This must have been an awesome sight to behold. After three days of being consecrated for the event, Israelites were gathered by Moses at the base of the mountain, as it turned ominously dark. A cloud descended, accompanied by thunder, lightning, and a trembling quake of the whole mountain. Then as the trumpet sounded, the Lord actually responded to the warning signal by thundering back, and calling Moses to join Him at the top of the mountain. It is difficult to imagine what this must have been like—despite a few attempts by motion pictures like The Ten Commandments or Prince of Egypt to try to portray it.

If you have ever been in a hurricane, coupled with an earthquake, while a tornado is raging by, with lightning lighting up the sky, as you gazed upon a fire blasting volcanic like smoke in the distance—perhaps you could envision this scene, sort of. If nothing else, the fear of the Lord would be an overwhelming emotion, because there would be so much out of your control, that you can only stand there in utter terror. And yet, as these types of natural phenomena are described in Yitro, Moses ascended the mountain to receive the Ten Words. The final warning regarding the priests kept them from touching the mountain, but there was one exception made for Aaron. So, the scene was set for Israel to receive the Word of the Lord from Mount Sinai.

The Decalogue is Spoken

The Holy One spoke forth the Ten Commandments, or the Ten Words, heard by all. These instructions are regarded as perhaps the most important and influential of Divine ordinances, with a resonating effect on all of humankind—most especially those of both Judaism and Christianity:

“Then God spoke all these words, saying, ‘I am the LORD your God, who brought you out of the land of Egypt, out of the house of slavery. You shall have no other gods before Me. You shall not make for yourself an idol, or any likeness of what is in heaven above or on the earth beneath or in the water under the earth. You shall not worship them or serve them; for I, the LORD your God, am a jealous God, visiting the iniquity of the fathers on the children, on the third and the fourth generations of those who hate Me, but showing lovingkindness to thousands, to those who love Me and keep My commandments. You shall not take the name of the LORD your God in vain, for the LORD will not leave him unpunished who takes His name in vain. Remember the sabbath day, to keep it holy. Six days you shall labor and do all your work, but the seventh day is a sabbath of the LORD your God; in it you shall not do any work, you or your son or your daughter, your male or your female servant or your cattle or your sojourner who stays with you. For in six days the LORD made the heavens and the earth, the sea and all that is in them, and rested on the seventh day; therefore the LORD blessed the sabbath day and made it holy. Honor your father and your mother, that your days may be prolonged in the land which the LORD your God gives you. You shall not murder. You shall not commit adultery. You shall not steal. You shall not bear false witness against your neighbor. You shall not covet your neighbor’s house; you shall not covet your neighbor’s wife or his male servant or his female servant or his ox or his donkey or anything that belongs to your neighbor” (Exodus 20:1-17).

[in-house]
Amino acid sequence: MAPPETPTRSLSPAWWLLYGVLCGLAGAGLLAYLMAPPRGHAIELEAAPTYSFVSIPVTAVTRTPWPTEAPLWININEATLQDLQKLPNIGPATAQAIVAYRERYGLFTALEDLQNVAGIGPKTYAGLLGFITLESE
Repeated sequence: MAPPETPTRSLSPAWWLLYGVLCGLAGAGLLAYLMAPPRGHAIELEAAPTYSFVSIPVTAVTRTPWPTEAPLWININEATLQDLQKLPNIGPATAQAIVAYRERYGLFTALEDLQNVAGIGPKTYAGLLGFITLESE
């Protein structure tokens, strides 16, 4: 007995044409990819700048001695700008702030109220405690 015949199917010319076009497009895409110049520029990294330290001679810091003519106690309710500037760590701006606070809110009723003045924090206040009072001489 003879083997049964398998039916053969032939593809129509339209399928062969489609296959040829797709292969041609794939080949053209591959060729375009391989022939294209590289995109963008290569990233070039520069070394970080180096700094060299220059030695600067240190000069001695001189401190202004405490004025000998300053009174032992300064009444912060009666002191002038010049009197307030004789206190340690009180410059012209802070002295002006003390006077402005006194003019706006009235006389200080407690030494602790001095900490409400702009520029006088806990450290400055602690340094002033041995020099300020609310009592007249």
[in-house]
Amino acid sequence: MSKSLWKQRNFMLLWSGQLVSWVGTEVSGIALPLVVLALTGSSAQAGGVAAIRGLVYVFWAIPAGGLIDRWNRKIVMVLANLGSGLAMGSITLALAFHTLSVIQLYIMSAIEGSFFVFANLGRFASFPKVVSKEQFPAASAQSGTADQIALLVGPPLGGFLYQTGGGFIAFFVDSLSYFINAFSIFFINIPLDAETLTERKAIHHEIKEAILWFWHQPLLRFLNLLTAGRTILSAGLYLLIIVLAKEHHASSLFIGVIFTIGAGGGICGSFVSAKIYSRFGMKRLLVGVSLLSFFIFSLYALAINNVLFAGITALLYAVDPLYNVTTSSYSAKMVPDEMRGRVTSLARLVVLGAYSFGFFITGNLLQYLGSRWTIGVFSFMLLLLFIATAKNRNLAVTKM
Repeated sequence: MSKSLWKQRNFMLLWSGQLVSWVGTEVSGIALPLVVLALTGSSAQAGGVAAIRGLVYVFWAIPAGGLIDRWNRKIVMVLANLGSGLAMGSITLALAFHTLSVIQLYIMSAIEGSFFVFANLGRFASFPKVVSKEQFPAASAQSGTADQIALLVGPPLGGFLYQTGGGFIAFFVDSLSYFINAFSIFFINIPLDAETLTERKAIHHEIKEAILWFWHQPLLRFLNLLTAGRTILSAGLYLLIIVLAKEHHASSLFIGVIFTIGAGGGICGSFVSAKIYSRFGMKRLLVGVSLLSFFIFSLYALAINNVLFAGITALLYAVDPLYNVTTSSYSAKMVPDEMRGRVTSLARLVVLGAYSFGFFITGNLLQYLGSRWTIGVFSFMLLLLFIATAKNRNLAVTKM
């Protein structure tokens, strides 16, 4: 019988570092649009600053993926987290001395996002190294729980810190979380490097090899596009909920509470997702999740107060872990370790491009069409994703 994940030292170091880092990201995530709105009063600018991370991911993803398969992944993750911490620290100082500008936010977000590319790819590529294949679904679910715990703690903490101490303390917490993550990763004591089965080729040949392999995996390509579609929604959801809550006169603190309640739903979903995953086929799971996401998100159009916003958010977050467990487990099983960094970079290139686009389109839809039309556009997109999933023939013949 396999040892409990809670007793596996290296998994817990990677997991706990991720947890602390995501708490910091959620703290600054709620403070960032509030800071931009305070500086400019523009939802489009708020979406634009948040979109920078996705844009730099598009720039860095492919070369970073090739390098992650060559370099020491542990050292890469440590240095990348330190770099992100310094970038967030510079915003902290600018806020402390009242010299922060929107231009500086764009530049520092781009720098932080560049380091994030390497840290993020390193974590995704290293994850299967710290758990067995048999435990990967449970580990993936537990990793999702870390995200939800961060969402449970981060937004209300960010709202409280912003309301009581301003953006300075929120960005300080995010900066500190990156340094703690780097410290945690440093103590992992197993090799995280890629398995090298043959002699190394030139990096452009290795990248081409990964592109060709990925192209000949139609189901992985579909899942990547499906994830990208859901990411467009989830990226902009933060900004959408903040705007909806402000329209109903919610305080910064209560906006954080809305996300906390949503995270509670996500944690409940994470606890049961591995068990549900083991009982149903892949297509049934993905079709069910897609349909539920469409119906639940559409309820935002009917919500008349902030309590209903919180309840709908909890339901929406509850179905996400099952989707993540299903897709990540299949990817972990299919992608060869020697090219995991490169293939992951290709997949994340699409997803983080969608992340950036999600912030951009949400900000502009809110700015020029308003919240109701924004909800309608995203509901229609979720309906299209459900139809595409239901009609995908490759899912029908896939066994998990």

Here, with an entire generation of Israelites to witness and hear, the Lord God proclaimed these Ten Words, which have become foundational building blocks and parameters for living life in a manner that loves Him and neighbor. In the first four commandments, the focus seen is on human relationships with God, and how He wants to be worshipped and followed. The last six commandments deal primarily with human interactions with others, and how God wants us to treat our fellow human beings. Without going into great detail about the specifics of each of these words, when men or women faithfully apply these words to their daily walk with the Lord, they will inevitably be adhering to what Yeshua defined as the greatest commandments in the Torah:

“One of them, a lawyer, asked Him a question, testing Him, ‘Teacher, which is the great commandment in the Law?’ And He said to him, ‘“YOU SHALL LOVE THE LORD YOUR GOD WITH ALL YOUR HEART, AND WITH ALL YOUR SOUL, AND WITH ALL YOUR MIND” [Deuteronomy 6:5]. ‘This is the great and foremost commandment. The second is like it, “YOU SHALL LOVE YOUR NEIGHBOR AS YOURSELF” [Leviticus 18:5]. On these two commandments depend the whole Law and the Prophets’” (Matthew 22:35-40).

A Change of Mind